Re: Electronic archiving and IIS talk

From: David Goodman <dgoodman_at_phoenix.Princeton.EDU>
Date: Sun, 10 Sep 2000 10:56:09 +0100

I do not think Steve Hitchcock is altogether correct that

> > > ... It has never
> > > been the role of those who provide access to
> > > information, librarians or publishers, to FIX
> > > content, i.e. to select a particular version, but to
> > > enable users to MAKE SENSE of it.

Libraries do make an effort to collect the definitive version of documents
as defined by the academic system of scholarship. There are certainly
cases (literature, for example) where we try to collect all usable
significant edition and versions, but in general most of us I think do
consider it important to collect the version or edition that scholars and
students will need to quote.

Collecting and preserving working papers has in the past been a
job for the archivist, not the librarian, and they have been different,
though related, professions.

E-print does blur this distinction. It also extends the possibility for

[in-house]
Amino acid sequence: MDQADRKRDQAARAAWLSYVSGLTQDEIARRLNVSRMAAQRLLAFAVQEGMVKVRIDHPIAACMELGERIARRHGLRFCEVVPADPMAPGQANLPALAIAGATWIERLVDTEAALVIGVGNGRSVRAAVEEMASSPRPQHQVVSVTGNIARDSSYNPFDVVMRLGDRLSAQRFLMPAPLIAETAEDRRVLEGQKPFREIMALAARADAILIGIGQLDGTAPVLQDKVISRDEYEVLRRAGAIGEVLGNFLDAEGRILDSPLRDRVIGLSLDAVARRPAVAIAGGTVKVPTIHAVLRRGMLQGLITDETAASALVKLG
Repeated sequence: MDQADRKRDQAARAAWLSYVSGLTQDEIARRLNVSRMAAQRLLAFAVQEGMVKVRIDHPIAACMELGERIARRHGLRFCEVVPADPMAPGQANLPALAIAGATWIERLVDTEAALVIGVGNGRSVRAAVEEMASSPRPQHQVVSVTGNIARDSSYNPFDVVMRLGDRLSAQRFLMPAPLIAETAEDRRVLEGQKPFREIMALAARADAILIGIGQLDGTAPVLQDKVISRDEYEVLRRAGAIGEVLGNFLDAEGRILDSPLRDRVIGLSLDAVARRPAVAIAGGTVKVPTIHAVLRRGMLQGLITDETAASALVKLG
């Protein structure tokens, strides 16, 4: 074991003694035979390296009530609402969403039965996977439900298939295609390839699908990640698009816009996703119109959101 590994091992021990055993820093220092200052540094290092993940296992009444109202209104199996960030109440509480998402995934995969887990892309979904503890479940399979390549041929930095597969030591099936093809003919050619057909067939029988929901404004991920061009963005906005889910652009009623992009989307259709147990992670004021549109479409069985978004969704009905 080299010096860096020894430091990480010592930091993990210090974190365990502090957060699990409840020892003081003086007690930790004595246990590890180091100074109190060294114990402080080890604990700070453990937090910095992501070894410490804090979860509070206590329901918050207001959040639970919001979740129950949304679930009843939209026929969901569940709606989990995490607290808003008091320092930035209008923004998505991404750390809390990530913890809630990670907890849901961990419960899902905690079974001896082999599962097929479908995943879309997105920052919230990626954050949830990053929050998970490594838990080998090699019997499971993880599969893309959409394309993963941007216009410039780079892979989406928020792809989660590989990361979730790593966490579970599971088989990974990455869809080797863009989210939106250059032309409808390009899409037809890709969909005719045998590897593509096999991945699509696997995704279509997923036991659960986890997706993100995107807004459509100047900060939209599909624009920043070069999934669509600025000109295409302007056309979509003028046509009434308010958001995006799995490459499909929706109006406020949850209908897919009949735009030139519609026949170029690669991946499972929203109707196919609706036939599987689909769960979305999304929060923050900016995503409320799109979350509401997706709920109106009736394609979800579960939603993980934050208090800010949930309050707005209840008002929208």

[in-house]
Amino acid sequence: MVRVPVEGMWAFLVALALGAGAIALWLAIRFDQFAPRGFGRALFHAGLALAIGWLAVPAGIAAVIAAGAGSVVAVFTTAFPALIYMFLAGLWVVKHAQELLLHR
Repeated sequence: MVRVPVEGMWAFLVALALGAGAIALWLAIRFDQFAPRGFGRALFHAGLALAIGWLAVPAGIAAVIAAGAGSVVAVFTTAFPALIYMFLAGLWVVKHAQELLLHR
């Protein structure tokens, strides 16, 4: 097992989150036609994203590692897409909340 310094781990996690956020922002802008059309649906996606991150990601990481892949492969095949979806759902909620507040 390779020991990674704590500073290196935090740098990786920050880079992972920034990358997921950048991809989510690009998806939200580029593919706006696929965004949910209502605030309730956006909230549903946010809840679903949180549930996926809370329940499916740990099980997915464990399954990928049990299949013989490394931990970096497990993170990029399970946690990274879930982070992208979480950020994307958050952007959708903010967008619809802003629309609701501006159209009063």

keeping track of the versions. As a librarian I consider it up to the
scholarly community to consider whether it wants to continue the concept
to final published version. If it does, I will provide access to it
primarily, and secondarily and to the extent feasible and if it helps the
users, also to other accessible versions with appropriate indicators to
avoid misleading beginners. If the distinction disappears, I will provide
access to all that the users use; if this means organizing indexes so
they index each revision or variant, that is possible.

The practical current distinction is whether indexing and abstracting
services should now include documents present on the web in informal ways,
such as preprint servers. In my field of biology they generally don't.
Personally, I think they probably should start doing so.

David Goodman
Princeton University Biology Library
Received on Mon Jan 24 2000 - 19:17:43 GMT

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